Existential threats: ad industry is fiddling while Rome burns

Existential threats: ad industry is fiddling while Rome burns

Bob Wootton discusses self-inflicted industry perils including regulation, pitching, awards and a perceived higher calling

I rattled a few cages in my last opinion piece.

Some felt I was being rebuked, others flattered, when our industry’s three leading trade bodies responded to my assertion that we had been roundly ignored as the Government unilaterally introduced further strict controls on advertising foods and drinks high in fat, salt and sugar (HFSS).

I was glad to provide them opportunity to reiterate excellent arguments, which I wholeheartedly support but they rather avoided my point – that they/we hadn’t been heeded.

Nor did they rise to my informed comment that these products’ manufacturers perhaps had wider agendas and therefore have left the defence of advertising to the ad industry.

But it got me thinking about the bigger picture for advertising and the existential threat I believe it now faces, some (though not all) self-inflicted…

Gambling is highly profitable and very advertising-responsive. 

Whether it should have been allowed to advertise some years back is debatable.  How it – and our dependency on it – has evolved is a problem.

Once TV advertising was allowed, it was obvious that spends would balloon. 

Regulation of this adult product concentrated a torrent into a few programmes and time segments, so every permitted break typically contains two gambling ads. Most of them pretty hideous. Now it faces further interventions, likely depressing spend.

Alcohol has faced tightening constraint for years. Now we face similar further distortions of the commercial media demand/supply relationship from the HFSS restrictions. 

Pre- and post-watershed will be two different worlds. At least blanket online restrictions could drive funds back into the legacy (sorry) media.

But then this chilling piece. Imagine also closing down the (petro)chemical, automotive, energy and numerous other carboniferous sectors. A clear and present advertising Armageddon in lieu of a prospective climate one….

Then there’s the worrying scope creep of our own self-regulator, the Advertising Standards Authority.  The Institute of Economic Affairs’ view on industry’s over woke self-censorship is worth reading.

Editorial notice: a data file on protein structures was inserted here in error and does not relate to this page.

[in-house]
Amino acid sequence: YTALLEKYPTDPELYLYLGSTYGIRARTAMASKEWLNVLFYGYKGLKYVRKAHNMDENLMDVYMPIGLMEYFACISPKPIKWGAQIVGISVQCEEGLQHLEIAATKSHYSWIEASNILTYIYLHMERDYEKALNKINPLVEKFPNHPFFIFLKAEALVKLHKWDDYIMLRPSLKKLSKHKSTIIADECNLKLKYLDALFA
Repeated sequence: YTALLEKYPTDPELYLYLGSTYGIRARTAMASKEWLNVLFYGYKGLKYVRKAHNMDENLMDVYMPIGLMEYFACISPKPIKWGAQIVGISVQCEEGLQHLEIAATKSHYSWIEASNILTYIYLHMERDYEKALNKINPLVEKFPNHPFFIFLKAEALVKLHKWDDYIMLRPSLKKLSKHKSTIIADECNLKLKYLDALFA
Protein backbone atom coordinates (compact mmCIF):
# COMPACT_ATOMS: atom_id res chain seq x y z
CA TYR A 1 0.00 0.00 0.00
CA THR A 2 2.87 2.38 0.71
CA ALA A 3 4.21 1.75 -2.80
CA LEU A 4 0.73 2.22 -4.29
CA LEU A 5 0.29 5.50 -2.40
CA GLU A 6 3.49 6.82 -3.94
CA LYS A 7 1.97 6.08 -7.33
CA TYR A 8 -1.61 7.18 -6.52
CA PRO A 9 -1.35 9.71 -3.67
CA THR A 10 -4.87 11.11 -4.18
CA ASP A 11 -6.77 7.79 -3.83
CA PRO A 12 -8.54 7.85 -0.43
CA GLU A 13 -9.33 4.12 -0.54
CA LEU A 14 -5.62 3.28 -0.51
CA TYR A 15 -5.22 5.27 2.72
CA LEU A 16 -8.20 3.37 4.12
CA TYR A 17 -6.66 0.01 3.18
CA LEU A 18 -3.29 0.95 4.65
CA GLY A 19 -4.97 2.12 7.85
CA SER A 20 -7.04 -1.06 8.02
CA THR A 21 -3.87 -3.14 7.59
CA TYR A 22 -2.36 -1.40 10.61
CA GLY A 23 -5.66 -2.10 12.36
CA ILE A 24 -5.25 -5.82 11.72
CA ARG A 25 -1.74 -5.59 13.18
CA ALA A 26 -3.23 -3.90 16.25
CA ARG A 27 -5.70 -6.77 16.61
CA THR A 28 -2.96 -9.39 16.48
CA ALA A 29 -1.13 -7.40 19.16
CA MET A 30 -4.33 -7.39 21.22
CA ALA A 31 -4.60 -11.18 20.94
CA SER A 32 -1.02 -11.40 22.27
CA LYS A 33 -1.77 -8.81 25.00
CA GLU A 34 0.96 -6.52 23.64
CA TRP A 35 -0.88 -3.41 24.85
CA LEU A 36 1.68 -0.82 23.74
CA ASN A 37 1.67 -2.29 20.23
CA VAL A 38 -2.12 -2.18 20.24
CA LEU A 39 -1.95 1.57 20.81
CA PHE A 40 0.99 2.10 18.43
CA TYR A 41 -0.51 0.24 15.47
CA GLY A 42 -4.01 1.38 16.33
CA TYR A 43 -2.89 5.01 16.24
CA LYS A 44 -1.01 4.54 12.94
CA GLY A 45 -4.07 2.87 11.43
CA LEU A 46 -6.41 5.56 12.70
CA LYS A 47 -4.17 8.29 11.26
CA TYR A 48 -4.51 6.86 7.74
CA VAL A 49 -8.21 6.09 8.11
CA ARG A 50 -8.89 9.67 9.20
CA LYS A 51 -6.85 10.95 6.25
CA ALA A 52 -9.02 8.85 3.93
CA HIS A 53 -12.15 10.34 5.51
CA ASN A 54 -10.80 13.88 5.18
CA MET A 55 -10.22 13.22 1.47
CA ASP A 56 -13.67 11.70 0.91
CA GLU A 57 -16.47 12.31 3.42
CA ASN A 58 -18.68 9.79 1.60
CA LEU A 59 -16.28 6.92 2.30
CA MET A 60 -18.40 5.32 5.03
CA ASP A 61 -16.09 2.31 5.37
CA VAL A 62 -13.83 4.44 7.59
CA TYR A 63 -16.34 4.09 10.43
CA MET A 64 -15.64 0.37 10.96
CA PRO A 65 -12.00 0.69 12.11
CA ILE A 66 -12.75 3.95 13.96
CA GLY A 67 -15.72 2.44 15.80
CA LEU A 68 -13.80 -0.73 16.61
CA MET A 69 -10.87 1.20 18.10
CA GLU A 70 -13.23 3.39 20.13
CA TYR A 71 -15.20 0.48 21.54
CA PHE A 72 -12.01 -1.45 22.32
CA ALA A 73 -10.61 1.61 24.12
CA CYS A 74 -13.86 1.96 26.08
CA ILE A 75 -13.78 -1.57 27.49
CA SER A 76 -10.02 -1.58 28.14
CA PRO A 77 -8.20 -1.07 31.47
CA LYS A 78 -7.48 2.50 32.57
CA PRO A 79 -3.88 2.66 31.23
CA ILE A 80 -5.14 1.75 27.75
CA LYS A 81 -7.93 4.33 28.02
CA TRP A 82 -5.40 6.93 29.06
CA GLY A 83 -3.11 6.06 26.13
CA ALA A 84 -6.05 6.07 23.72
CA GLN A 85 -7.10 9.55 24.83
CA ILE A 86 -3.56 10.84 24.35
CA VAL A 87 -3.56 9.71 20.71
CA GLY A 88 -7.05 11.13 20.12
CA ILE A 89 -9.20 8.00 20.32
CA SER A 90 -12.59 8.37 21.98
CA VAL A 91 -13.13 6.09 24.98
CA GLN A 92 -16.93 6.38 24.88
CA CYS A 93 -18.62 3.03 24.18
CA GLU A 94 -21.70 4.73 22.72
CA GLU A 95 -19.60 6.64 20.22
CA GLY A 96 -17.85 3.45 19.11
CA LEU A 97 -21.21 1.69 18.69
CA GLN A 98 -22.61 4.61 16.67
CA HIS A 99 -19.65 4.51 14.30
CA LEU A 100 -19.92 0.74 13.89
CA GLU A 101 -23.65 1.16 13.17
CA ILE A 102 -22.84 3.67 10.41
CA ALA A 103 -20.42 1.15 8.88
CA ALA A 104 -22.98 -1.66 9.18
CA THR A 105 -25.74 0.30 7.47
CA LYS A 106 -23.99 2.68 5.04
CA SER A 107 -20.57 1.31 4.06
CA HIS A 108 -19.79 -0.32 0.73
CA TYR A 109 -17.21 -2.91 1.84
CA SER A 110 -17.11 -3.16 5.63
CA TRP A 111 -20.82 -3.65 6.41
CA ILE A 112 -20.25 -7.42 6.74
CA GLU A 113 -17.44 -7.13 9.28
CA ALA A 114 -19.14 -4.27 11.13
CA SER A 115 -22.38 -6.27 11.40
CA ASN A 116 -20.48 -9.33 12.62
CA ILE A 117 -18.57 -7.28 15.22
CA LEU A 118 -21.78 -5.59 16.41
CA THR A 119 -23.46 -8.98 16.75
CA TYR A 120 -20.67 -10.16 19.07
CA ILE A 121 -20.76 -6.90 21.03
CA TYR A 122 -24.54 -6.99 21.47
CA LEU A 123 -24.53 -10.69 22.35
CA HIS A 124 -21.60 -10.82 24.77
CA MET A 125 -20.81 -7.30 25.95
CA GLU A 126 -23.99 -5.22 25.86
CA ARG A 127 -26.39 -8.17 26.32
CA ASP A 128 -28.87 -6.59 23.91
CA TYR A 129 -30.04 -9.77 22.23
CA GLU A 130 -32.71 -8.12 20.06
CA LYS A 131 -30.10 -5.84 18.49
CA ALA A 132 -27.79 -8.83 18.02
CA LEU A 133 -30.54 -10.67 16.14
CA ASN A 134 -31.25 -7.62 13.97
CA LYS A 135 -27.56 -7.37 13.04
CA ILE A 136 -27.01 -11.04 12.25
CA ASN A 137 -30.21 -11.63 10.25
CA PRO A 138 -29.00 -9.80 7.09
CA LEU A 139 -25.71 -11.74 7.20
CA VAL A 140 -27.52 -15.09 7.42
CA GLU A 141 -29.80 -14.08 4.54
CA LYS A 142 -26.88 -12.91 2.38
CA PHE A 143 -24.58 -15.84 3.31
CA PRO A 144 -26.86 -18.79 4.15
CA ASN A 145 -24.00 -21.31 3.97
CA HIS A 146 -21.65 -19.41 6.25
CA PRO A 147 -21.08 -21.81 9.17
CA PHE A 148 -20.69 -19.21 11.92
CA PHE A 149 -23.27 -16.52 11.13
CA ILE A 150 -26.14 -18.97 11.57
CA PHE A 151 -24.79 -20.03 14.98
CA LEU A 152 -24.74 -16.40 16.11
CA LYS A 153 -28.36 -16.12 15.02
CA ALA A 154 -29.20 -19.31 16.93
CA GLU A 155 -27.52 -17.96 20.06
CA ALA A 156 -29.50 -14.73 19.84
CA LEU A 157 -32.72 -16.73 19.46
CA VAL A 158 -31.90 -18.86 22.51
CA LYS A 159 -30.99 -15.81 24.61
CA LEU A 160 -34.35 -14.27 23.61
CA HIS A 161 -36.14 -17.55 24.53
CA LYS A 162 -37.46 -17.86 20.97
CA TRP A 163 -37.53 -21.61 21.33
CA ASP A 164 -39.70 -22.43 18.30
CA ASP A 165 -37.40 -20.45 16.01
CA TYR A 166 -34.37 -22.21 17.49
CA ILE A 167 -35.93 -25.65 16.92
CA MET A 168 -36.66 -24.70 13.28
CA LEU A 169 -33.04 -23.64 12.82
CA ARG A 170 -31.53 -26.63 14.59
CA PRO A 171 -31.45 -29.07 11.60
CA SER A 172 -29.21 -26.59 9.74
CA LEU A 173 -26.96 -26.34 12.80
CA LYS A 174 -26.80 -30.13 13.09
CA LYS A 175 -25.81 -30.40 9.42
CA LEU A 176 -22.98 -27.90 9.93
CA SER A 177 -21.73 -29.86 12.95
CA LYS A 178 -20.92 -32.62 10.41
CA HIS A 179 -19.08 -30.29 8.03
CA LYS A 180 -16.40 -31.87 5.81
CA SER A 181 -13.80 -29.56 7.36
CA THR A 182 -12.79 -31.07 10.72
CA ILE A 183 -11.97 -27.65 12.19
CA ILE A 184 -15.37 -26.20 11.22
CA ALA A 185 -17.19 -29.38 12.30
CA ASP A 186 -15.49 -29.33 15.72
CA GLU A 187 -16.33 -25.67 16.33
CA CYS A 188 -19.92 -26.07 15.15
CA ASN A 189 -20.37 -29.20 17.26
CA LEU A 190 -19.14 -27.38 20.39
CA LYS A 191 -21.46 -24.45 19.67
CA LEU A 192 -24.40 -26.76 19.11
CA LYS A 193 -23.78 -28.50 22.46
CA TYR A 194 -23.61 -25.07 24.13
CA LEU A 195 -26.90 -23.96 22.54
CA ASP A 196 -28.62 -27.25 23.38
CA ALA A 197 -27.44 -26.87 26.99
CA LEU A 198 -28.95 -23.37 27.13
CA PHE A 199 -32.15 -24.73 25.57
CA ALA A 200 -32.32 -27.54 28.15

Regulatory investigations, mainly into the platforms, are now proliferating. 

Whether algorithmic manipulation, user stalking, inciting extremism and hate or wholesale tax avoidance, storm clouds are massing across Facebook’s (and Google’s) horizons.

The new chair of the US’ Federal Trade Commission, Lina Khan, is only 32 so likely a “digital native” who might know better than the old guard where bodies are buried.

AdContrarian Bob Hoffman’s recent submission to our House of Lords select committee is a virtuoso tour d’horizon whose contents will surely recycle into other enquiries.

Will these have any impact on companies whose (advertising) revenues dwarf most countries’ GDP? 

To have any impact, their determinations should be retrospective to deliver substantial penalties. The recent G7+ corporation tax harmonisation declaration is welcome, if only a start.

Many ‘old economy’ companies were struggling before Covid hastened an online-first society. The new flush of tech-based businesses also needs to advertise, but unlike their predecessors they think they know which half of their advertising isn’t working. Bad news for the total pot.

Which brings us to pitching and remuneration. 

I desperately want my fellow columnist, Nick Manning’s excellent recent piece on the changing shape of pitching to be true but I’m still close enough to enough major advertisers, some pitching right now, to report that the dead hands of finance, procurement and the spreadsheet still hold sway.